Our website is made possible by displaying online advertisements to our visitors.
Please consider supporting us by disabling your ad blocker.

Download links will be available after you disable the ad blocker and reload the page.
Showing: 1-10 results of 180

INTRODUCTION. This book is intended for those who, though ignorant on the subject, desire to know something about mushrooms. The first question which such an one asks upon finding a mushroom is, “What is its name?” If there is no one near to tell him, then follows the second inquiry, “How can I find it out for myself?” If wild flowers were concerned, Gray’s little book, “How the Plants Grow,” could... more...

Identification is Important Identifying waterfowl gives many hours of enjoyment to millions of people. This guide will help you recognize birds on the wing—it emphasizes their fall and winter plumage patterns as well as size, shape, and flight characteristics. It does not include local names. Recognizing the species of ducks and geese can be rewarding to birdwatchers and hunters—and the ducks. Hunters can contribute to their own... more...

PREFACE This little book is but another chapter in the shy 'wild life of the fields and woods' of which "Ways of Wood Folk" and "Wilderness Ways" were the beginning. It is given gladly in answer to the call for more from those who have read the previous volumes, and whose letters are full of the spirit of kindness and appreciation. Many questions have come of late with these same letters; chief of which is this: How shall one discover such... more...

CHAPTER I INTRODUCTION I think that some of you have been with me at Willow Farm before to-day. When we were there we went into the farmer's fields in early spring, and saw the men and horses at work with ploughs and harrows. A little later on we saw some of the crops sown, such as barley and turnips. In summer we were in the hay-and corn-fields, and later still we saw the ricks being made.To-day we are at Willow Farm again, and I want to show... more...

CHAPTER IV. Uncle Thomas introduces to the Notice of the Young Folks the Ettrick Shepherd's Stories about Sheep; and tells them some Interesting Stories about the Goat, and its Peculiarities. "I dare say, Boys, you have not forgotten the Ettrick Shepherd's wonderful stories about his dogs. Some of those which he relates about sheep are equally remarkable, and as he tells them in the same pleasing style, I think I cannot do better than read to... more...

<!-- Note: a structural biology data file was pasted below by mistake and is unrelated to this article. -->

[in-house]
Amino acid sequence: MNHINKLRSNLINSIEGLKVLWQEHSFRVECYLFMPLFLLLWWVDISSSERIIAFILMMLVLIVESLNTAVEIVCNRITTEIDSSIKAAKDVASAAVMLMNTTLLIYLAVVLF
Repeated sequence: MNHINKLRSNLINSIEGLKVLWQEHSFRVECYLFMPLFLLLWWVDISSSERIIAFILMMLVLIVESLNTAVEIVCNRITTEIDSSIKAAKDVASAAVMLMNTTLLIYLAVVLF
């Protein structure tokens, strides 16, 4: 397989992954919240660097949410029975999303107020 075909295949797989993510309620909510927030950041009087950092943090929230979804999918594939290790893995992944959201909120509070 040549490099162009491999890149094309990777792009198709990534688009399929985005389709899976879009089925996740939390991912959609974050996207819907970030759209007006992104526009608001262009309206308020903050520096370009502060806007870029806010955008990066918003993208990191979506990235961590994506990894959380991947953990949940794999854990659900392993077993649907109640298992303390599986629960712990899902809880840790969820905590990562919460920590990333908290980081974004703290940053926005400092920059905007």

LOBO THE KING OF CURRUMPAW I Currumpaw is a vast cattle range in northern New Mexico. It is a land of rich pastures and teeming flocks and herds, a land of rolling mesas and precious running waters that at length unite in the Currumpaw River, from which the whole region is named. And the king whose despotic power was felt over its entire extent was an old gray wolf. Old Lobo, or the king, as the Mexicans called him, was the gigantic leader of... more...

CHAPTER 1. FROM GANTHEAUME BAY TO THE HUTT RIVER. WRECK OF THE SECOND BOAT IN GANTHEAUME BAY. A few moments were sufficient to enable us all to recollect ourselves: two men endeavoured to keep the boat's stern on to the sea, whilst the rest of us lightened her by carrying everything we could on shore, after which we hauled her up. The custom had always been for the other boat to lie off until I made the signal for them to run in, and it... more...

CHAPTER 1. COMMENCEMENT OF THE EXPEDITION. TENERIFE. GENERAL PLAN AND OBJECTS. The Expeditions of which the results are narrated in the following pages took their origin from a proposition made to Government by myself, in conjunction with Lieutenant Lushington,* in the latter part of the year 1836. (*Footnote. Now Captain Lushington of the 9th Foot.) At that time a large portion of the western coast and interior of the great Australian... more...

MAN. In this collection, like Linnæus, we begin with man as undoubtedly an animal, as opposed to a vegetable or mineral. Like Professor Owen, we are inclined to fancy he is well entitled to separate rank from even the Linnæan order, Primates, and to have more systematic honour conferred on him than what Cuvier allowed him. That great French naturalist placed man in a section separate from his four-handed order, Quadrumana, and, from... more...

INTRODUCTION Some thirty years ago, while out on one of his landlooking trips in the woods of Northern Michigan, my father came upon a little lake which seemed to him the loveliest that he had ever seen, though he had visited many in the course of his explorations. The wild ponds are very apt to be shallow and muddy, with low, marshy shores; but this one was deep and clear, and its high banks were clothed with a splendid growth of beech, maple... more...